To clarify: the analysis in question has nothing to do with the content of the book (which I have not remotely read), but the design of the book cover:
First, I created a grid:
The separation of the horizontal sections is more apparent to me than the verticals. Horizontally, there are three or four prominent sections–the title, the author and illustrator, and the image of the eponymous whale. The title and the image take up almost the same amount of space on the cover. Though the vertical subdivisions are more open to interpretation, the gridlines show that bulk of the whale runs through the center.
The next thing I created was the palette:
I am drawn to a simple palette. I like that the image is not a stark black, white, and blue, but a sandy beige, a charcoal black, and a muted blue. It gives the cover a hand-made feel. It appears more like a primary source document than a cheap copy.
The pop of blue is my favorite part of the image. It shows the movement of the water, which is wrapped like tendrils around the head of the whale. The inclusion of blue brings the image to life. I decided to color the blue black, just to see how that would change my overall impression of the image:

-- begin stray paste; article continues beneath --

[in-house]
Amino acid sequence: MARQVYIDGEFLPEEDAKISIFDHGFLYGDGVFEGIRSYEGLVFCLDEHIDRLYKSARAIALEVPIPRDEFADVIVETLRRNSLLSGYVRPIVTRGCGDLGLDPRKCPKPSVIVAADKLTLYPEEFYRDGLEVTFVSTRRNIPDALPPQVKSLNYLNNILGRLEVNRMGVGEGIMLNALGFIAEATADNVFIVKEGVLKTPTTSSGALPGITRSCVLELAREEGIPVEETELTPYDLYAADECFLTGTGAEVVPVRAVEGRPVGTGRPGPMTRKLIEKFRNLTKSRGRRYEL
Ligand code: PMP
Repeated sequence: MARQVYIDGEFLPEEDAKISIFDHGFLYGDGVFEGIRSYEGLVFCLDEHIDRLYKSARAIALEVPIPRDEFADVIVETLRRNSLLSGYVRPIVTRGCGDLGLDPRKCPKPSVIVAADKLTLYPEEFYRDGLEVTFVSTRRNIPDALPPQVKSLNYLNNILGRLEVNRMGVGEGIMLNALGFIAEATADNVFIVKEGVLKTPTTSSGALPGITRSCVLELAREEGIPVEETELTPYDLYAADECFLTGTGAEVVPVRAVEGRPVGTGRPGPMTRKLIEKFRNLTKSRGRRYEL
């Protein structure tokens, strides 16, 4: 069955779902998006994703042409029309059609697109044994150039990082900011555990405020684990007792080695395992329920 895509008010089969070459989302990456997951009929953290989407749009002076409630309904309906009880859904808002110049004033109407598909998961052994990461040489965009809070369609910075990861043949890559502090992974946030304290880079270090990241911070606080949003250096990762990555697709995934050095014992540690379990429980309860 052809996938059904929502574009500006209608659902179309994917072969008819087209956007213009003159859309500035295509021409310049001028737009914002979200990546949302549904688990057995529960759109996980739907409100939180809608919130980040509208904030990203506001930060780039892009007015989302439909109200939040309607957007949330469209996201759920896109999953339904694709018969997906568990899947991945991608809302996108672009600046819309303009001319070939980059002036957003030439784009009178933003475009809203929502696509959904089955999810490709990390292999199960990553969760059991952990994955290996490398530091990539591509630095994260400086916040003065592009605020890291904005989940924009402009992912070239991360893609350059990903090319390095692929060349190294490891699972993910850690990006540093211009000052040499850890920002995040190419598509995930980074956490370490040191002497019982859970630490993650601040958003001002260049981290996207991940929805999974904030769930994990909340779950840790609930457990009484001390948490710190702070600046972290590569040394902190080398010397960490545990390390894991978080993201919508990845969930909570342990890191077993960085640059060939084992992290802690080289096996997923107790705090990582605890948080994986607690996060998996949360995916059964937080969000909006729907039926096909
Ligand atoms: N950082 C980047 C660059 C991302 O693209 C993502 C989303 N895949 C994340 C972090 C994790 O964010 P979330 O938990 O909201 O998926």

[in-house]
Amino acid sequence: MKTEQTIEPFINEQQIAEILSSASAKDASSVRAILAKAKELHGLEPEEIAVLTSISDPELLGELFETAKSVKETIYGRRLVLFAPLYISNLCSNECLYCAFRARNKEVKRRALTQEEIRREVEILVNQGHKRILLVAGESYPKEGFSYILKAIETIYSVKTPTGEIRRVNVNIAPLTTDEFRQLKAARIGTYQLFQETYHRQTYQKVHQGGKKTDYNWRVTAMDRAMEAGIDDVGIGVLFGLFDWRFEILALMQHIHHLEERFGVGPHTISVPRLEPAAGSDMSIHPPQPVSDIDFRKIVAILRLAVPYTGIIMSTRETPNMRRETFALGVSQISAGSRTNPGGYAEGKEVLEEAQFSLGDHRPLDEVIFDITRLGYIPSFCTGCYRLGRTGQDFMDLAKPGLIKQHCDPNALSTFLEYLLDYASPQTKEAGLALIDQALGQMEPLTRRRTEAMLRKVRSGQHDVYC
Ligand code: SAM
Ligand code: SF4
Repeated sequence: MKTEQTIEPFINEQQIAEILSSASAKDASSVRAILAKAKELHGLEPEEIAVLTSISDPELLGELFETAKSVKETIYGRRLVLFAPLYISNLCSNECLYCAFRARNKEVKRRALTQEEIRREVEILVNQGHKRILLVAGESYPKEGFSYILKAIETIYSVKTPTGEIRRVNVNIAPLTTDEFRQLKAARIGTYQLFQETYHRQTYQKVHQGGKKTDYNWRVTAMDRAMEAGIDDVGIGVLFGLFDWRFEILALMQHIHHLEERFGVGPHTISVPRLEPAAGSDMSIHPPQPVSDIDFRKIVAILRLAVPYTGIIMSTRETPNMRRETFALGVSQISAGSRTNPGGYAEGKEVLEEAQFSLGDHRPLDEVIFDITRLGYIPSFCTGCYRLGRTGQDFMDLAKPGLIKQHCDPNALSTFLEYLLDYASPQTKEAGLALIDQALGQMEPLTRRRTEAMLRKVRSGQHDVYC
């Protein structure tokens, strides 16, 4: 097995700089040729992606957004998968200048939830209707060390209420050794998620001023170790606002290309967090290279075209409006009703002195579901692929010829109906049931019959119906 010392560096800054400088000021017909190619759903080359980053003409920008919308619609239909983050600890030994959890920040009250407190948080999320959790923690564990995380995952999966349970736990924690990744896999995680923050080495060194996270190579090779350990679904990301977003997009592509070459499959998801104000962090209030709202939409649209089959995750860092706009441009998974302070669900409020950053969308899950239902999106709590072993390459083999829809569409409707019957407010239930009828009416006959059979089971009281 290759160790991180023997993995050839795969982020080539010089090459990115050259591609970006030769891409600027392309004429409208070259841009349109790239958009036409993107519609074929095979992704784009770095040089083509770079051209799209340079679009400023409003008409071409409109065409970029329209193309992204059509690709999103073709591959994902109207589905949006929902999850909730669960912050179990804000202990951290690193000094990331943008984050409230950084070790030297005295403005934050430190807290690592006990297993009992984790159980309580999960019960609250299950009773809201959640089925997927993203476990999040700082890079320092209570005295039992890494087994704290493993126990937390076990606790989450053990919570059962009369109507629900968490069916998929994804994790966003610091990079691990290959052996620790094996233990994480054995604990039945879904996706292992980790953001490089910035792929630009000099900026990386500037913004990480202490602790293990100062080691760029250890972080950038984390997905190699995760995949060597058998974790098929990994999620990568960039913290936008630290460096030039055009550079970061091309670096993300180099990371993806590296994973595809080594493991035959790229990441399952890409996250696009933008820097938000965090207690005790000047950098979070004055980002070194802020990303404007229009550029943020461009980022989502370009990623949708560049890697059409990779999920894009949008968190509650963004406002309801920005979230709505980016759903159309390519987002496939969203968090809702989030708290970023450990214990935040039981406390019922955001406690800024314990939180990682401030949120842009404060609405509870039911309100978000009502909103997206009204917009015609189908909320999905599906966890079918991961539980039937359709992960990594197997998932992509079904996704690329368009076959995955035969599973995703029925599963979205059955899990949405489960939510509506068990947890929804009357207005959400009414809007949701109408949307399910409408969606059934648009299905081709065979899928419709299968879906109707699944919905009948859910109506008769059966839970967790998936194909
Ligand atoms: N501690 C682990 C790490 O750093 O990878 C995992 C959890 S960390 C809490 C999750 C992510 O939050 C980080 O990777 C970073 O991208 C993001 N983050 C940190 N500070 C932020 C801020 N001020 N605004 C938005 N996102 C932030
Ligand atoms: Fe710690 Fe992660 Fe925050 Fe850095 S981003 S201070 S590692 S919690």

Unsurprisingly, I find the design much less effective. The water reminds me of a poorly placed wig. I think that were the artist constrained to black and white, he would have had to reconceptualize the image.
The next thing I looked at was the typography. I recalled what my professor, Katherine Dillon, said about the virtues of consistency. She mentioned that a common design mistake is the inclusion of too many fonts. In this cover, the font of the title and the font of the author/illustrator are very similar. As you can see, some letters (like the “d” and “c”) are almost identical in appearance, but a few others (like the “m” and “b”) have noticeable differences. Overall, I don’t think the designer got carried away with variances in font. The typography has a nice consistency:
The main typographical flourish is on the “b” and the “k”. I really like this detail. The curlicues seem almost thematic. They remind me of little fishes, and of rope being tied around a mast:
As a final note, I’m proud of my first foray into photoshop!